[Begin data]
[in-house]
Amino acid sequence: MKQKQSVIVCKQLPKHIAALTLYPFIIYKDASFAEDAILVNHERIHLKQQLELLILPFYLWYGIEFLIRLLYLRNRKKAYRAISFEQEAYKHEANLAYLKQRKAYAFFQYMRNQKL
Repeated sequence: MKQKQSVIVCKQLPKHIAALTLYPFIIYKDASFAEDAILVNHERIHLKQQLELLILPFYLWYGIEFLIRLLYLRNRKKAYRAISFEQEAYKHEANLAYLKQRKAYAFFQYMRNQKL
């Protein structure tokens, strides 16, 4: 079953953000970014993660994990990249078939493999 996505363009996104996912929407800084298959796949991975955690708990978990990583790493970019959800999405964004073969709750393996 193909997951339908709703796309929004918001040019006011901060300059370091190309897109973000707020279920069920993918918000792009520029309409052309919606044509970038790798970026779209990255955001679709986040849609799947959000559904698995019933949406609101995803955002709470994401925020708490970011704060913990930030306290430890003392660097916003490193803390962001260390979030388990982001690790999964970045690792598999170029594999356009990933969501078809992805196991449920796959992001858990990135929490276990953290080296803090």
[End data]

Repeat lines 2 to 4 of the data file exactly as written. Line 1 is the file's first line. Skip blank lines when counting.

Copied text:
Amino acid sequence: MKQKQSVIVCKQLPKHIAALTLYPFIIYKDASFAEDAILVNHERIHLKQQLELLILPFYLWYGIEFLIRLLYLRNRKKAYRAISFEQEAYKHEANLAYLKQRKAYAFFQYMRNQKL
Repeated sequence: MKQKQSVIVCKQLPKHIAALTLYPFIIYKDASFAEDAILVNHERIHLKQQLELLILPFYLWYGIEFLIRLLYLRNRKKAYRAISFEQEAYKHEANLAYLKQRKAYAFFQYMRNQKL
């Protein structure tokens, strides 16, 4: 079953953000970014993660994990990249078939493999 996505363009996104996912929407800084298959796949991975955690708990978990990583790493970019959800999405964004073969709750393996 193909997951339908709703796309929004918001040019006011901060300059370091190309897109973000707020279920069920993918918000792009520029309409052309919606044509970038790798970026779209990255955001679709986040849609799947959000559904698995019933949406609101995803955002709470994401925020708490970011704060913990930030306290430890003392660097916003490193803390962001260390979030388990982001690790999964970045690792598999170029594999356009990933969501078809992805196991449920796959992001858990990135929490276990953290080296803090």